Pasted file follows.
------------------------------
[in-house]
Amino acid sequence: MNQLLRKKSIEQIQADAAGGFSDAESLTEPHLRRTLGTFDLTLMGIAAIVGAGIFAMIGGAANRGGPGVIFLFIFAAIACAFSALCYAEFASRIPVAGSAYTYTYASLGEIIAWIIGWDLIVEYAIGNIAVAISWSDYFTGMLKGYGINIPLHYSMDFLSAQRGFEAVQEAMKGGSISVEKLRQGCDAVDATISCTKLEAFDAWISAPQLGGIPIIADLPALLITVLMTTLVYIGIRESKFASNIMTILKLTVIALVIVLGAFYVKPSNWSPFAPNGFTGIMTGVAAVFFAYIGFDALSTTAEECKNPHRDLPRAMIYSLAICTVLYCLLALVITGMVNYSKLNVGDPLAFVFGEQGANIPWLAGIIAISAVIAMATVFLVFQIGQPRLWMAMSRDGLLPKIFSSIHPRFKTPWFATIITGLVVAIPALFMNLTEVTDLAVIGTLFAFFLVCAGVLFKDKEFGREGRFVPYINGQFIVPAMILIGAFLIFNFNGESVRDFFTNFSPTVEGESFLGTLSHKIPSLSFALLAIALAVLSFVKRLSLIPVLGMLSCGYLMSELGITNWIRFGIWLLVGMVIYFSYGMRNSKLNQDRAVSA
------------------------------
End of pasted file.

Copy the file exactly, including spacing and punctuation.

[in-house]
Amino acid sequence: MNQLLRKKSIEQIQADAAGGFSDAESLTEPHLRRTLGTFDLTLMGIAAIVGAGIFAMIGGAANRGGPGVIFLFIFAAIACAFSALCYAEFASRIPVAGSAYTYTYASLGEIIAWIIGWDLIVEYAIGNIAVAISWSDYFTGMLKGYGINIPLHYSMDFLSAQRGFEAVQEAMKGGSISVEKLRQGCDAVDATISCTKLEAFDAWISAPQLGGIPIIADLPALLITVLMTTLVYIGIRESKFASNIMTILKLTVIALVIVLGAFYVKPSNWSPFAPNGFTGIMTGVAAVFFAYIGFDALSTTAEECKNPHRDLPRAMIYSLAICTVLYCLLALVITGMVNYSKLNVGDPLAFVFGEQGANIPWLAGIIAISAVIAMATVFLVFQIGQPRLWMAMSRDGLLPKIFSSIHPRFKTPWFATIITGLVVAIPALFMNLTEVTDLAVIGTLFAFFLVCAGVLFKDKEFGREGRFVPYINGQFIVPAMILIGAFLIFNFNGESVRDFFTNFSPTVEGESFLGTLSHKIPSLSFALLAIALAVLSFVKRLSLIPVLGMLSCGYLMSELGITNWIRFGIWLLVGMVIYFSYGMRNSKLNQDRAVSA